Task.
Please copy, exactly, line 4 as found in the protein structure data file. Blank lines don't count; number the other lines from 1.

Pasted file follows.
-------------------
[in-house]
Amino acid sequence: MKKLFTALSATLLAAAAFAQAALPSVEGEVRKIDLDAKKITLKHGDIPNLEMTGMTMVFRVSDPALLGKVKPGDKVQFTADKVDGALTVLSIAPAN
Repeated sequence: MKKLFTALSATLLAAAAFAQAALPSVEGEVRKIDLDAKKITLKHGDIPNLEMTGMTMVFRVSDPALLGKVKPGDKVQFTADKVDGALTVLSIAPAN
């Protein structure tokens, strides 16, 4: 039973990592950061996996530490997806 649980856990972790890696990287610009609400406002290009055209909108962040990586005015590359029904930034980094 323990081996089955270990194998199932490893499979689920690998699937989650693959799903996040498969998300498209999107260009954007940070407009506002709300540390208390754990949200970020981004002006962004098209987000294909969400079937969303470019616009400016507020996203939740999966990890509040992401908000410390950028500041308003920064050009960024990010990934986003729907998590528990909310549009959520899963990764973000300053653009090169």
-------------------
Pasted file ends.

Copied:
């Protein structure tokens, strides 16, 4: 039973990592950061996996530490997806 649980856990972790890696990287610009609400406002290009055209909108962040990586005015590359029904930034980094 323990081996089955270990194998199932490893499979689920690998699937989650693959799903996040498969998300498209999107260009954007940070407009506002709300540390208390754990949200970020981004002006962004098209987000294909969400079937969303470019616009400016507020996203939740999966990890509040992401908000410390950028500041308003920064050009960024990010990934986003729907998590528990909310549009959520899963990764973000300053653009090169």